The R-universe platform is a new umbrella project under which we experiment with various new ideas for improving publication and discovery of research software in R.
The system consists of several components and subprojects, that come together on the front-end dashboard on https://r-universe.dev.
The R-universe system provides an array of services to users and developers of R packages, with integrated measuring and monitoring tools to analyze the state and evolution of the ecosystem. The platform is based around a modern build infrastructure, which enables users or research groups to seamlessly setup automated R package repositories for publishing software directly to users.
A lot of the early work on R-universe has gone into iterating with designs to gradually build up such a system in a way that is robust and scalable, while keeping complexity under control. A brief introduction to the design of the system is described in the technote titled: A first look at the R-universe build infrastructure.
The technical core of the system is provided by a high-performance package server which is implemented in a NodeJS/MongoDB docker stack.
Whereas the traditional R package repository tooling is based on statically generated content, our package server dynamically generates the cran-like repository structure from a database and provides extensive APIs for interacting with repositories. Thereby we can provide cran-like servers that are fully compatible with R, yet at the same time automate the build process, track revisions, perform network analysis on the dependency trees, collect statistics, or annotate software with external information such as scientific metrics and citations.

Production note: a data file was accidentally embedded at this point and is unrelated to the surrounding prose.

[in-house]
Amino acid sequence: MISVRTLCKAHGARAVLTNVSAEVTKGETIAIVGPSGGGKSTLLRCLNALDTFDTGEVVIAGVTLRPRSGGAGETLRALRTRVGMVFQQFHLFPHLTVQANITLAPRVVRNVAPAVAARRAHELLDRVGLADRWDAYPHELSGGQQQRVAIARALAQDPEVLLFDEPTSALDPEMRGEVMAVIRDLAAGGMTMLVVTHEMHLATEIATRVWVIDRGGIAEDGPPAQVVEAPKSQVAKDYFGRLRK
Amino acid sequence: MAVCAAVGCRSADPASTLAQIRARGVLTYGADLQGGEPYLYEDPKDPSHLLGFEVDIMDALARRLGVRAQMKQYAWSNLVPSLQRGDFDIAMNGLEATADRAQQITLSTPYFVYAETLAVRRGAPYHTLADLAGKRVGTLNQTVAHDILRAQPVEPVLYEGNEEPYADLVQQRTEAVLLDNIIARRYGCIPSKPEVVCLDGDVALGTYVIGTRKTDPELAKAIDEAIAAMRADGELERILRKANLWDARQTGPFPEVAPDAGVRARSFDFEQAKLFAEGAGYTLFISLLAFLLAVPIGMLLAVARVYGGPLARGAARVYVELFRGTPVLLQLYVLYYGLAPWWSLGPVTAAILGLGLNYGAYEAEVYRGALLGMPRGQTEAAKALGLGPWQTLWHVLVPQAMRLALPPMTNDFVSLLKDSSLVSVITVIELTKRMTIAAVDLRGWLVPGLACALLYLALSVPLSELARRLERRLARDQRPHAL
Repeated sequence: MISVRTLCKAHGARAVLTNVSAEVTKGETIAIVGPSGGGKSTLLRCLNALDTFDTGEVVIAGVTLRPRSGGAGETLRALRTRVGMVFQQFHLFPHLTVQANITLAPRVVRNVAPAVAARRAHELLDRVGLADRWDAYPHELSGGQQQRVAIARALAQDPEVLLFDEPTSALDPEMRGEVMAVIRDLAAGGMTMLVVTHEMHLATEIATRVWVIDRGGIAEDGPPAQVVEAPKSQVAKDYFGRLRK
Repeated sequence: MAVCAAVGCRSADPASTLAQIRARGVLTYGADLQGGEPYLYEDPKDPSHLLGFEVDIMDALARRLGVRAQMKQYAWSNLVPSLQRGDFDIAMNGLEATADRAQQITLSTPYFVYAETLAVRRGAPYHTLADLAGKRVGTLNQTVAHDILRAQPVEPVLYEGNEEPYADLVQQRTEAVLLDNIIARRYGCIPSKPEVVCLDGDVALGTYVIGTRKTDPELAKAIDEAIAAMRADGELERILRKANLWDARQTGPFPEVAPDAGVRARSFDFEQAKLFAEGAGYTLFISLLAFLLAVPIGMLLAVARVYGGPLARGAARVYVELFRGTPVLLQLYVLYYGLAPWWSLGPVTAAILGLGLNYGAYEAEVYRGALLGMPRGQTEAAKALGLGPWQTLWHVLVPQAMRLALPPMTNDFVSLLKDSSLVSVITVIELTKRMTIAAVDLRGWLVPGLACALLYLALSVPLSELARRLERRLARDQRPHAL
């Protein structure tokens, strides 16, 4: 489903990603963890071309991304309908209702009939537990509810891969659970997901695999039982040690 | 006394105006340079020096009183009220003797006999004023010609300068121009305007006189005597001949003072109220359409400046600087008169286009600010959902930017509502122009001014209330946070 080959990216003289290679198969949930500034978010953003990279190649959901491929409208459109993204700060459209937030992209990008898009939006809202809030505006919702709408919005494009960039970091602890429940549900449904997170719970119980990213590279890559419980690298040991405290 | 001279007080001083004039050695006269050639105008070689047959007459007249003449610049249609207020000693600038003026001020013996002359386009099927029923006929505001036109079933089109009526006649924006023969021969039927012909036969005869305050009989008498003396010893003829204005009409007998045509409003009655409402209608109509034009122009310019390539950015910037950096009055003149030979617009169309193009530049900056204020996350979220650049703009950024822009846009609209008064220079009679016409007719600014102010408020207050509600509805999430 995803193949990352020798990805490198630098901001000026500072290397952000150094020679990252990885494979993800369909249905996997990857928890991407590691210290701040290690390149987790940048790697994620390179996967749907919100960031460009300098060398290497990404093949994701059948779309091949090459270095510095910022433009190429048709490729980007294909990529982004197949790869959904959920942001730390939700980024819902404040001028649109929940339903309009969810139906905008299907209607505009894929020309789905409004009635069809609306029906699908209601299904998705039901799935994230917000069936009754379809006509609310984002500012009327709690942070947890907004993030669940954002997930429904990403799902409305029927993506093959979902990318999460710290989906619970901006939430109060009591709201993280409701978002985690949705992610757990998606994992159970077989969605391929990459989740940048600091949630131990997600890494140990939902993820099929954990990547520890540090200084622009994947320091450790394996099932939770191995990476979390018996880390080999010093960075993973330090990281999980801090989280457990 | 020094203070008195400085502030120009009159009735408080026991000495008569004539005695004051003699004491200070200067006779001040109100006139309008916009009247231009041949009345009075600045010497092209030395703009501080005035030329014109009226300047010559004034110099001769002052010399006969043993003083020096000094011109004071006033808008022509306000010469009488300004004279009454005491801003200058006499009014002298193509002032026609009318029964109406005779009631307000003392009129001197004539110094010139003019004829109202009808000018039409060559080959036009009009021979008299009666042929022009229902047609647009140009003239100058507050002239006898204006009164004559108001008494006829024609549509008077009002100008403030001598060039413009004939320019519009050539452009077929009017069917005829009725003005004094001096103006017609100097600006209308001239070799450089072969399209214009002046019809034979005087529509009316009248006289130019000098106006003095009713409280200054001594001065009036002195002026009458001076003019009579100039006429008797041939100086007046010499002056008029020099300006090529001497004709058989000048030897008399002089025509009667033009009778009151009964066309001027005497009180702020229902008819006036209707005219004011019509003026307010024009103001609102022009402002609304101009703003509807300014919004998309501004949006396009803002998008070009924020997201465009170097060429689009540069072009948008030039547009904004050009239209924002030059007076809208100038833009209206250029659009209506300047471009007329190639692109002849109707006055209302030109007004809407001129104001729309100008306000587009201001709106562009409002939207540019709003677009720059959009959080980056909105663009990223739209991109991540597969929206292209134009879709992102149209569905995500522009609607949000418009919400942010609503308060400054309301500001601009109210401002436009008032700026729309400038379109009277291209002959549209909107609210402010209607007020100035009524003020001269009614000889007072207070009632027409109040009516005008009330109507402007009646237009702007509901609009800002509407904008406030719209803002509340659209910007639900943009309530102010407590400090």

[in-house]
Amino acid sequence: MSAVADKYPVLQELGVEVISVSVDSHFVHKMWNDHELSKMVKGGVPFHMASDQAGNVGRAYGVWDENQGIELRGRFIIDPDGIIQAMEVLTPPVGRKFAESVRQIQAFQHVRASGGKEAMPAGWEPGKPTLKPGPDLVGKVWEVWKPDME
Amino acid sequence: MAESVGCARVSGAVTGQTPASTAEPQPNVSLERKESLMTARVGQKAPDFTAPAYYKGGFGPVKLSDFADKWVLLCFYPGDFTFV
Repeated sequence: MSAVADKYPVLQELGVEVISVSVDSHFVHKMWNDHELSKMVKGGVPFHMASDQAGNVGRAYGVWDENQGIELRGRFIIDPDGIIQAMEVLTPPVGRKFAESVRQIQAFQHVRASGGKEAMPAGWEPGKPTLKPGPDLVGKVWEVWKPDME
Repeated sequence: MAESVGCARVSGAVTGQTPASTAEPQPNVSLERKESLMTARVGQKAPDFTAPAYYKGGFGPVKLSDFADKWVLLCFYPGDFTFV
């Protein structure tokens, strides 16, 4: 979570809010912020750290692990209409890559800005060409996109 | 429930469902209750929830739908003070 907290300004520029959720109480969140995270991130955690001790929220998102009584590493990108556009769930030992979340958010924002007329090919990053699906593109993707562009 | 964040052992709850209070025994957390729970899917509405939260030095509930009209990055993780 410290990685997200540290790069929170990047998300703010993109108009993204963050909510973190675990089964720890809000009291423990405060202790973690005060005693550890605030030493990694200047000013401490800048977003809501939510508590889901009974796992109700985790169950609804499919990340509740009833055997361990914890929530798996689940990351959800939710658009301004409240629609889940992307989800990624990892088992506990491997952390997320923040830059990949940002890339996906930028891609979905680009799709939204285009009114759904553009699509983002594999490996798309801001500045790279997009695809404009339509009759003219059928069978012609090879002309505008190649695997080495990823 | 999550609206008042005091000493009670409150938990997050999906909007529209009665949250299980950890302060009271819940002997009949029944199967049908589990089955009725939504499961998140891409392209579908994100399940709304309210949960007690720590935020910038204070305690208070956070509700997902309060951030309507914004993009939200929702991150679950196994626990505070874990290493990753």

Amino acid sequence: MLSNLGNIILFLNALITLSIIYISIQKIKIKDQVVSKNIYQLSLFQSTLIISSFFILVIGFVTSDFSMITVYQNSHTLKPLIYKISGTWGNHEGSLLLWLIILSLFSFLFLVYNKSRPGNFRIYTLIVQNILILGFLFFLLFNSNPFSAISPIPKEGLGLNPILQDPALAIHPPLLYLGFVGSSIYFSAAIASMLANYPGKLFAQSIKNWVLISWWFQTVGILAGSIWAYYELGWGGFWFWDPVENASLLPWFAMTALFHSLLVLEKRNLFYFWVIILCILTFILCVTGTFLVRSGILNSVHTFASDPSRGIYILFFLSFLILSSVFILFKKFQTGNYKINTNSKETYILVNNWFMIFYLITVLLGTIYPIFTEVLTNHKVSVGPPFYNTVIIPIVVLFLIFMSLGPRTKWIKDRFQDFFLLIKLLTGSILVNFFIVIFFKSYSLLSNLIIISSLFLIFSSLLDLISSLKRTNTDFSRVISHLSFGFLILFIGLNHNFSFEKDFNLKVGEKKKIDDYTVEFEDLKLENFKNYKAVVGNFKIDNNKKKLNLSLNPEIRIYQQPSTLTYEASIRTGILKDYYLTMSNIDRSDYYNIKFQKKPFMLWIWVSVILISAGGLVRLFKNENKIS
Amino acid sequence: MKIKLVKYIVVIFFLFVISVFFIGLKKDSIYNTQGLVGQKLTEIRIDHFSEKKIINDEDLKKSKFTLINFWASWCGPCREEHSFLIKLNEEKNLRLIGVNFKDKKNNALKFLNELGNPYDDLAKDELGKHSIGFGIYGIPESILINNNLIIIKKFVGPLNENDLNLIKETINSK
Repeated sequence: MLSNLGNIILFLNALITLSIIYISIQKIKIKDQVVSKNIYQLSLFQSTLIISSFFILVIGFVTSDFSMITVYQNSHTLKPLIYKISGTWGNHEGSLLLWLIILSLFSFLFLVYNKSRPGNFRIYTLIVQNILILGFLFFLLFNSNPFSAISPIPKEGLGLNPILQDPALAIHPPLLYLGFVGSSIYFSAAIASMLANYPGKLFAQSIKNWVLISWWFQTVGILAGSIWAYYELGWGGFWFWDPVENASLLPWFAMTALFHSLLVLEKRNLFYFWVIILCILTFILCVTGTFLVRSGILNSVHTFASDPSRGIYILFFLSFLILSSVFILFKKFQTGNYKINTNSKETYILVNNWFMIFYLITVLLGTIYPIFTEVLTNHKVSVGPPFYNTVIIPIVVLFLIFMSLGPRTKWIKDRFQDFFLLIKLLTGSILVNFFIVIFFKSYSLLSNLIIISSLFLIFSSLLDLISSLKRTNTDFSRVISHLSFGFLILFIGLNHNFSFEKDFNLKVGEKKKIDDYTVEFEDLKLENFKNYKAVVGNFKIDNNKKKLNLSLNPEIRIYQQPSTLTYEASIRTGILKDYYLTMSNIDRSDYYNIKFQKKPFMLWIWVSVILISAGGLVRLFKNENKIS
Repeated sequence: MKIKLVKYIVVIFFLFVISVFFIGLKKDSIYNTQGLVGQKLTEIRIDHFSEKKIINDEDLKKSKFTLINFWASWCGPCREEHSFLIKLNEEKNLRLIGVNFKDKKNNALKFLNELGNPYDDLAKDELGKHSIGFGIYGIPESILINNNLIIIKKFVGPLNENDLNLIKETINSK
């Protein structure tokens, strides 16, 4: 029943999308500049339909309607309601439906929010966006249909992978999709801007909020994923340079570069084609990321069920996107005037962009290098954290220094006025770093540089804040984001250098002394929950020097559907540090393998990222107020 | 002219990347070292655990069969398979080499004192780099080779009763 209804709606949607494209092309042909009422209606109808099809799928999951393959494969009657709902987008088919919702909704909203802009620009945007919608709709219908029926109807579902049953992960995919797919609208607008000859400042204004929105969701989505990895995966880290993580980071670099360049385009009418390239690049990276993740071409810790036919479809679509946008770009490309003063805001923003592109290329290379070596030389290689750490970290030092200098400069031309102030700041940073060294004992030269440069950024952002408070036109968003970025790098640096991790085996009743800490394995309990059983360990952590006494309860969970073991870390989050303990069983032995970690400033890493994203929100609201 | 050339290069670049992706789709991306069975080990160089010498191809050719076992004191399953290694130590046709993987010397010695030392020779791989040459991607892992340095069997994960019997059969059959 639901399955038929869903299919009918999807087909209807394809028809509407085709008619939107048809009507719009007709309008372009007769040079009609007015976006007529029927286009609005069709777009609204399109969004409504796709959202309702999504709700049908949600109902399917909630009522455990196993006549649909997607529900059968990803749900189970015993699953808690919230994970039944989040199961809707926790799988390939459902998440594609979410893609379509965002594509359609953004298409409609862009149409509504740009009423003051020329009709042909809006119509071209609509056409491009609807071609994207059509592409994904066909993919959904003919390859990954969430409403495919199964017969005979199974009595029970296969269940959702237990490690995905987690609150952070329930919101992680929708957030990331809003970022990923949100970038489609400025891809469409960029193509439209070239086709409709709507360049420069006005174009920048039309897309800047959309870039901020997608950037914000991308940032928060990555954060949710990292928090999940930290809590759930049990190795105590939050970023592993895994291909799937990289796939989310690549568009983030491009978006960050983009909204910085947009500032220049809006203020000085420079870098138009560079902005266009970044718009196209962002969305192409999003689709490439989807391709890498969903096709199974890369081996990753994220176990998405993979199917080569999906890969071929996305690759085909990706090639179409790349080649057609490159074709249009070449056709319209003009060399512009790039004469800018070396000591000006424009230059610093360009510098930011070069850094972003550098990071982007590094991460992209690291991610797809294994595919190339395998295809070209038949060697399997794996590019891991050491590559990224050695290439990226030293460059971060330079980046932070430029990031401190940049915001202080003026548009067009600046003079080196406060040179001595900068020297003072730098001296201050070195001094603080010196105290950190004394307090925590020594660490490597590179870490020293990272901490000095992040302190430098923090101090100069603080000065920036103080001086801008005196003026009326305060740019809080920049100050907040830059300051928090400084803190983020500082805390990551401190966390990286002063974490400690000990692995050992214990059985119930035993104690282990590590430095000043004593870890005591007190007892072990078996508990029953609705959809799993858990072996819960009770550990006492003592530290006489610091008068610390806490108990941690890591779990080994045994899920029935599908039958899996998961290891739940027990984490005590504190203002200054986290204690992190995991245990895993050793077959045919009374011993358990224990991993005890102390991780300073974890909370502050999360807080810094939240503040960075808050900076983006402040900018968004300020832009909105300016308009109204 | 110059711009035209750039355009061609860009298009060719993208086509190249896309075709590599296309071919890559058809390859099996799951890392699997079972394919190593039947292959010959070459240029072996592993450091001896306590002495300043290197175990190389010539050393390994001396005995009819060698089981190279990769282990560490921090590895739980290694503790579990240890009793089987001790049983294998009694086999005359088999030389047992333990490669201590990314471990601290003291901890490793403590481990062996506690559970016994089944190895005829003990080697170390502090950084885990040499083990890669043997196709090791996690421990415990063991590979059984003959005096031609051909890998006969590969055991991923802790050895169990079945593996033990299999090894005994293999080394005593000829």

The package server provides REST APIs for managing package submissions and querying information about individual packages as well as on the repository level. These data can be accessed programmatically or displayed in a front-end dashboard.
One major goal of the project is to combine live data from the build system with other sources of information, to get a more complete picture of the health, role, and impact of a piece of research software.
This part of the project is still in early development. Once the core build system is in place, we will start experimenting with measuring and showing various software metrics and indicators that a potential user may find interesting. These could range from simple statistics on commit activity and software downloads, towards more complex measures based on code analysis or the dependency network.
In addition, we are collaborating with a team to build machine learning models to recognize software mentions in scientific literature. More of these ideas are extensively discussed in the presentation Monitoring health and impact of open-source projects at rstudio::global 2021.
Finally, our goal is to make this platform a fun and interesting place to browse for research software, get to know the authors, and find other related work.
In the front-end dashboard we try to cross-reference other related software, for example by linking other work from the same authors, organizations, categories, and by automatically publishing articles about the software. Eventually we want to develop something close to a recommender system, that can really aid the discovery of research software for R.